Barr's 'Real Americans'
Rep. Bob Barr of Georgia--the member of the House Judiciary Committee who wanted President Clinton to be impeached even before the Monica Lewinsky matter surfaced--thinks he knows what real America is about. When I testified before the House Judiciary Committee, Barr contrasted me (as well as three other law professors two with Jewish names and the third a black former judge) with "real America." Judge Higgenbotham and I both expressed resentment over being deemed something other than a real American. It reminded me of the bad old days of McCarthyism, where people who disagreed with the Senator from Wisconsin were called un-American.
Just who does Barr regard as "real Americans"? Some clue can be discerned from his close association with a group called the Council of Conservative Citizens (CCC), to whose national board meeting and conference he gave the keynote address on June 6, 1998.
The CCC is a slightly softer version of the KKK. Its web site contains "A Call to White Americans," which urges its members to "find the fairskinned babies, and see them as your children." I guess Barr thinks that "real Americans" share a common skin color! The CCC newspaper, Citizens Informer, carries editorials that contain real American views like the following: "Western civilization with all its might and glory would never have achieved its greatness without the directing hand of God and the creative genius of the white race. Any effort to destroy the race be a mixture of black blood is an effort to destroy western civilization itself."
The CCC newspaper also carries an ad selling a book claiming that "Integration is Genocide." Then there are the photographs: Barr standing with his arm around a national director of CCC and posing with the President of organization. These are the "real Americans" with whom Barr so proudly associates.
Not surprisingly, the CCC and those who are associated with it use the term "real America" to describe whites who agree with their racist agenda. At a rally to support the Confederate battle flag in Mississippi at which CCC members handed out Confederate flags, white supremacist Richard Barrett said that the Confederate flag "signifies the real American way of life as it was before James Meredith [the first black student at the University of Mississippi] and Earl Warren, and as it can and will be again."
The CCC also opposes the immigration of Jews from the former Soviet Union who were prevented from practicing their religion by the communists, arguing that they are atheists whose language and culture are alien to that of real Americans. Nor is their nativism limited to hatred of Jews; they oppose the immigration of Latinos as well.
To his credit, Lt. Governor Mike Huckabee of Arkansas canceled his scheduled speech in 1994 for the CCC when he learned who else was speaking and when he realized what the organization stood for. He said "he would never knowingly share the platform with someone affiliated with white supremacist and anti-Semitic organizations" because he "live[s] by the maxim, 'Avoid the very appearance of evil.'"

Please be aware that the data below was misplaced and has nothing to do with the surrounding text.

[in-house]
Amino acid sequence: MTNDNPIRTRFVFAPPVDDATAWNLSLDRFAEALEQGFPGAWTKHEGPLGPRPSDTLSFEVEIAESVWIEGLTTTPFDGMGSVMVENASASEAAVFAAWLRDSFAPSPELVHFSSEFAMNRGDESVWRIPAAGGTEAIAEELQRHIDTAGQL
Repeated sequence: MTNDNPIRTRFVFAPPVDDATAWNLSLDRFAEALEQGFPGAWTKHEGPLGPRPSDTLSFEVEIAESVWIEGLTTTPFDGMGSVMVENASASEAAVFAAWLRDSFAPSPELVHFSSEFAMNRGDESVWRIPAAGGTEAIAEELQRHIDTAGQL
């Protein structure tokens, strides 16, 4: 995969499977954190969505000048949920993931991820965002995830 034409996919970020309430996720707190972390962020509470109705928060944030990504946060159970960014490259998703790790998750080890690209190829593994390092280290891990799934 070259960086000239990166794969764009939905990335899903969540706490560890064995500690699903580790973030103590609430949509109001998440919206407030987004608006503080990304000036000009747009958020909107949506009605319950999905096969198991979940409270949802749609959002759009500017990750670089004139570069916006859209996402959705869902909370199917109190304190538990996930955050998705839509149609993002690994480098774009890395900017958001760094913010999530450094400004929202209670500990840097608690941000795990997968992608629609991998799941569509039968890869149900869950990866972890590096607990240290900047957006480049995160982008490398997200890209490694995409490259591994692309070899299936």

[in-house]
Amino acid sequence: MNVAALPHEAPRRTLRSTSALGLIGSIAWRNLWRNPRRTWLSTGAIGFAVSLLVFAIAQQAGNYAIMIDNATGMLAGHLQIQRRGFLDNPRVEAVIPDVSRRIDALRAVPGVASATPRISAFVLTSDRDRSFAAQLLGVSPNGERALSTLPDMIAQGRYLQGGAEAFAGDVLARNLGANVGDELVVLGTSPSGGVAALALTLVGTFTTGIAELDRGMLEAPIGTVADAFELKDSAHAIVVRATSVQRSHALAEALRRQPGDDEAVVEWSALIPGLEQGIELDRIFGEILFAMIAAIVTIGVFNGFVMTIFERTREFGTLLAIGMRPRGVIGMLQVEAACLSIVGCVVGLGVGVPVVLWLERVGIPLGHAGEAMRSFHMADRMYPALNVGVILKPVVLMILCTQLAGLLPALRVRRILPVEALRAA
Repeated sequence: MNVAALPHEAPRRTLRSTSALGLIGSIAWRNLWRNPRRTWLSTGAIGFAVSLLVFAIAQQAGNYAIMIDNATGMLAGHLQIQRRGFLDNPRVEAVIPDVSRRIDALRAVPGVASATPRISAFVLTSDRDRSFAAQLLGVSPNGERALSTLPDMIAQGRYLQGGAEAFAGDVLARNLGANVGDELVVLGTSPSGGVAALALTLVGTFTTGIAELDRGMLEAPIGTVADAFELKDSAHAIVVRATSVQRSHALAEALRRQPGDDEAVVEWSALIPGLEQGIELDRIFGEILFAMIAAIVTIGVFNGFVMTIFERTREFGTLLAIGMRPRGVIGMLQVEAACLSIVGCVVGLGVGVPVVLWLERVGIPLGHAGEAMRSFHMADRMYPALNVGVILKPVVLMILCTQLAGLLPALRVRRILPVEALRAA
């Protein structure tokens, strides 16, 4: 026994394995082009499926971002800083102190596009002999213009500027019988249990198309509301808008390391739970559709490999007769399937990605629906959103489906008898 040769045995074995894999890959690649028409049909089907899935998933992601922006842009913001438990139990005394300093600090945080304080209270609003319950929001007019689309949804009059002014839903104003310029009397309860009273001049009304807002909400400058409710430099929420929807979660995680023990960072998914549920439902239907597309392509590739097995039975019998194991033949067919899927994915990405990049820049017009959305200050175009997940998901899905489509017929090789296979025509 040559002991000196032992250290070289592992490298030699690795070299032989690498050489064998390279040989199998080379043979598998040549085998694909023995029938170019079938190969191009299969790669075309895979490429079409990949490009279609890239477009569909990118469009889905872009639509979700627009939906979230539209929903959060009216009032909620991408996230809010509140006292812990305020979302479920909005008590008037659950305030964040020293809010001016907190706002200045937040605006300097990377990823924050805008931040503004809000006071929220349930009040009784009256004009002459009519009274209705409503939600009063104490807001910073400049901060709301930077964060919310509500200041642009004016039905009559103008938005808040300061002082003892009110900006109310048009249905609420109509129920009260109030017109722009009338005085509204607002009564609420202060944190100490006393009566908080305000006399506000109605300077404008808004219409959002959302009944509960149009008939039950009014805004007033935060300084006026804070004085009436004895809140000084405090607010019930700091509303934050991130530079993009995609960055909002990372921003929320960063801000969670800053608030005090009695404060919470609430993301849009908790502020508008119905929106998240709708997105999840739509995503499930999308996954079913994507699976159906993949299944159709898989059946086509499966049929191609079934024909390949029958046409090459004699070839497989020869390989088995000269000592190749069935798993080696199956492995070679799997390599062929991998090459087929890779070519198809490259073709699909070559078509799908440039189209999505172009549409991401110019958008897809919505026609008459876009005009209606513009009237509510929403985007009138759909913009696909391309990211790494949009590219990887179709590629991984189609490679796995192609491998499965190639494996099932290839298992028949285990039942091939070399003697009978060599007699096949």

To the contrary, Barr, who was fully aware of this organization's racist and anti-Semitic agenda, chose not to follow Lt. Governor Huckabee's example. He not only gave the keynote address to the CCC's National Board, but even allowed himself to be photographed literally embracing one of their national directors.
As the CCC's guest of honor, Barr joined the ranks of other CCC keynote speakers such as David Duke, the former KKK leader. In a speech in 1995, Duke promised CCC members a "white revolution in America," adding:
"We are in a struggle for our very genes, for the blood that flows in our veins, that makes us the way we are. This country is built on our heritage, and we've got the right to survive."
It is in this context that Barr's reference to "real America" must be understood. The "real Americans" whom he supports include white racists who oppose integration and equality. When Barr refers to "real America" in the future, you are now on notice of what he means and who the real Americans are with whom he associates and before whom he speaks.
Every American, including Barr, has full and complete freedom of associations and freedom of speech. But every American, including Judge Higginbotham, myself, and the other members of the Judiciary Committee, also has the right--indeed, the obligation--to condemn those who associate with and support racist and anti-Semitic organizations and who deem the members of these organizations "real Americans" while considering some of us less than real Americans. Barr especially is to be condemned because he willingly aided the CCC in its efforts to achieve legitimization by boasting that a member of Congress is willing to speak before it and be associated with it.
Alan M. Dershowitz is Felix Frankfurter Professor of Law at Harvard Law School.